Most people go to conferences to network. I am still of the mind that a network programs your television or, is something IT people maintain. This is why I am an anomaly in the marketing world. I really don't like to schmooze.

Other than the reception I slunk my way through last night, I've avoided hospitality suites left and right at this conference. I really don't want to buy anything from anyone and I am not selling. I am not looking for a job or trying to find someone for one. So I don't have the energy to "go fish" with my business cards in a hotel suite just to get a free drink and a stress ball with some bus company's name on it.

I haven't even sought out collegues to go to dinner with. I am perfectly fine with dining alone or calling room service. So obviously I will never be a leader in my profession or a person who will seek public office. I am not a good old boy nor am I that kind of guy everybody knows and likes. I can walk into a room and go completely unnoticed even though I've worked in this industry for almost a quarter of a century.

The cheese stands alone.But I do like crackers.

Monday, October 09, 2006

A star is born


I do know the way to San Jose. I am here at a conference. I attended an award ceremony today and won a major award for an ad campaign. It is like the Academy Awards for public transit advertising except no one televises it and no one judges what we wear on the red carpet (thank god).

This is my sixth such award in ten years. One would think I'd be used to the spotlight by now.

I'm not. I like the trophy. But I have never liked people staring at me. It makes me want to shout, "I see dead people" and running. But I went up on stage and accepted my trophy, let them take my photo and left.

Tonight I went to a consultant reception at an adjacent hotel. Unlike the show Entourage, I had no crew to go with me to the reception. I had to suck down drinks, eat prime rib sandwiches and shrimp all alone. But I was fine. I moved around the food station effortlessly because I am a star. I have a trophy.

No one talked to me. I think they were intimidated. Being a star will do that.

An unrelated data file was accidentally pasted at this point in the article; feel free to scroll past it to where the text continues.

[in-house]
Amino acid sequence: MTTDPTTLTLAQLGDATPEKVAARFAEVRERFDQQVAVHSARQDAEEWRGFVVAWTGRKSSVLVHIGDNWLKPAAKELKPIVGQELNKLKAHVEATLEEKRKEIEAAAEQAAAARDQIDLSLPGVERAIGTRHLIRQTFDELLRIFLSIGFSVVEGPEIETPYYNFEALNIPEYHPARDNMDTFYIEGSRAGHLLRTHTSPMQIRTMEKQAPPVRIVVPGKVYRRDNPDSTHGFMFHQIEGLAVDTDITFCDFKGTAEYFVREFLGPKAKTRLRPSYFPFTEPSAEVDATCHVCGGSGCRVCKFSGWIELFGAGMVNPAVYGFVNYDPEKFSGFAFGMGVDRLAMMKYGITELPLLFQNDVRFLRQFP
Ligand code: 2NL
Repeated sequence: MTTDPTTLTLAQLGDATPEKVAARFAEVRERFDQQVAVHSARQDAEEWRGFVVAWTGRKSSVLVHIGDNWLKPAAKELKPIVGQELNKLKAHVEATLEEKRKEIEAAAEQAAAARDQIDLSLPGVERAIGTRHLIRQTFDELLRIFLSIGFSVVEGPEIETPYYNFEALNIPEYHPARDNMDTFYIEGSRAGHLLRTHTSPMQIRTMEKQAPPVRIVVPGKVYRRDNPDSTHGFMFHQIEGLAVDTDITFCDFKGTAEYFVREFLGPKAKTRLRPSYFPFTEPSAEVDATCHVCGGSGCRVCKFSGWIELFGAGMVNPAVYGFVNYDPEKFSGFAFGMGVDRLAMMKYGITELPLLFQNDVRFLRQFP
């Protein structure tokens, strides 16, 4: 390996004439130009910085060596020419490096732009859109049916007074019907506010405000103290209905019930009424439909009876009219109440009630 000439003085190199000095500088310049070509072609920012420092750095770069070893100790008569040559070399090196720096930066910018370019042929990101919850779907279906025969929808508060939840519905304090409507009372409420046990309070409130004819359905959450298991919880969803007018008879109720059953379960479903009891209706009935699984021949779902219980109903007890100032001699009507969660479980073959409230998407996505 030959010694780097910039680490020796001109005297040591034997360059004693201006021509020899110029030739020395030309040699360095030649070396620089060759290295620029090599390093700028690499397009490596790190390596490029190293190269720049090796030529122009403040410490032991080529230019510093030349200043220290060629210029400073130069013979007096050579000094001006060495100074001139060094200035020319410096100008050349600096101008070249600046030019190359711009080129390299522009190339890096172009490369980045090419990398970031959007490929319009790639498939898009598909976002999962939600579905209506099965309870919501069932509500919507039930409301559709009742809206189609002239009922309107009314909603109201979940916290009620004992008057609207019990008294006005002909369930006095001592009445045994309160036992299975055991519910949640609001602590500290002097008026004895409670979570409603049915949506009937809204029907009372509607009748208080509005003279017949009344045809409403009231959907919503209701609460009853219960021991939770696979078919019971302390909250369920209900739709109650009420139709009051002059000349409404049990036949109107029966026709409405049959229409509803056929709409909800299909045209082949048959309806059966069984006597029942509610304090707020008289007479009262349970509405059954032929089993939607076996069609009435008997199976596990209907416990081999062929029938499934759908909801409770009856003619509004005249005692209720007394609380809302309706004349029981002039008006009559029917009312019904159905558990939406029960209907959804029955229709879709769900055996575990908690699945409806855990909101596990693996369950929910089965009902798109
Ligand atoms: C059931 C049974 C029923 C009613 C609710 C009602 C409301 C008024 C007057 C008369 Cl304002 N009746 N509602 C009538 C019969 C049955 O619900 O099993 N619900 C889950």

Thursday, October 05, 2006

The Pooka Polka


"The Púca (also Pooka, Phooka, Phouka, Púka) is an adroit shape changer, capable of assuming a variety of terrifying forms. It may appear as an eagle or as a large black goat (its name is a cognate of the early Irish 'poc', 'a male goat' and it lends its name to Puck, the goat-footed satyr made famous in Shakespeare's A Midsummer Night's Dream), but it most commonly takes the form of a sleek black or white horse with a flowing mane and glowing yellow eyes. "
--
Wikipedia

polka n 1: music performed for dancing the polka 2: a Bohemian dance with 3 steps and a hop in fast time
--Webster's Revised Unabridged Dictionary (1913)

"Well, I've wrestled with reality for 35 years, Doctor, and I'm happy to state I finally won out over it."
--Elwood P. Dowd, Harvey


I didn't really know much about Pookas before I started writing this post. I first heard about the Pooka when I watched the movie Harvey years ago. It starred James Stewart as Elwood P. Dowd. Elwood P. Dowd's best friend was a Pooka. This Pooka, however, took the form of a six foot three giant rabbit named Harvey. Harvey hung out in bars, drank and basically was harmless.

The Pookas from Celtic mythology apparently weren't quite as benign. Wikipedia goes on to describe the Pooka as "...the most terrifying of all faery creatures. One reason for this is its appearance, but its powers are also feared. It is said to waylay travellers and others about at night, and if it is able to toss them onto its back, it will, at very least, provide them with the ride of their lives, from which they will return forever changed. "

I think it would be fun to take a ride on a Pooka and return forever changed. But those supernatural kinds of adventures never really happen to me. The closest thing I get is to ride the train every day to and from work. It beats riding a bus, but I don't feel forever changed.

I do have a couple of Puka shell chokers from the 70s. I can also honestly say I have never danced a Polka. But I digress.

The thing I liked about Elwood P. Dowd's Pooka Harvey was that he was a jovial kind of creature that one would really like to hang around bars with. I imagine the author of the screenplay made Harvey a giant rabbit instead of the traditional Pooka was that having a white horse with blazing yellow eyes hanging out with you in a bars would seem kind of weird. Plus there is the issue of the massive amount of manure horses produce. A giant rabbit is much more manageable.

Watching the movie or the play, one never quite knew whether Harvey was a hallucination brought on by Elwood's drinking or a real spirit only he could see. I pretty much think this is the case with most mystical creatures. You never really see them, but you can't quite bring yourself to dismiss them altogether. Because you never really know. Just because you can't see something, doesn't mean it isn't there.

Look at air.

You can't (except in parts of Southern California). I rest my case.

Tuesday, October 03, 2006

Half baked fears